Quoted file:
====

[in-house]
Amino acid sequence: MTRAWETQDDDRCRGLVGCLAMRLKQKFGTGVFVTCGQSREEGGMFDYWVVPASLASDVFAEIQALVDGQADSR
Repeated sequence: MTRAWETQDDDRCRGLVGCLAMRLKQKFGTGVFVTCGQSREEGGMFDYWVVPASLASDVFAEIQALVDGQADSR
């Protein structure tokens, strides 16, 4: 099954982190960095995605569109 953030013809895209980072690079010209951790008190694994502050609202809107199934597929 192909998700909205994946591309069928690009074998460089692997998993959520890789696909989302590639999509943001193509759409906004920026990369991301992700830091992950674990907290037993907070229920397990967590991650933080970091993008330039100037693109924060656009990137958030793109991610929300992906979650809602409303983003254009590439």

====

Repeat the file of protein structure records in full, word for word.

[in-house]
Amino acid sequence: MTRAWETQDDDRCRGLVGCLAMRLKQKFGTGVFVTCGQSREEGGMFDYWVVPASLASDVFAEIQALVDGQADSR
Repeated sequence: MTRAWETQDDDRCRGLVGCLAMRLKQKFGTGVFVTCGQSREEGGMFDYWVVPASLASDVFAEIQALVDGQADSR
């Protein structure tokens, strides 16, 4: 099954982190960095995605569109 953030013809895209980072690079010209951790008190694994502050609202809107199934597929 192909998700909205994946591309069928690009074998460089692997998993959520890789696909989302590639999509943001193509759409906004920026990369991301992700830091992950674990907290037993907070229920397990967590991650933080970091993008330039100037693109924060656009990137958030793109991610929300992906979650809602409303983003254009590439």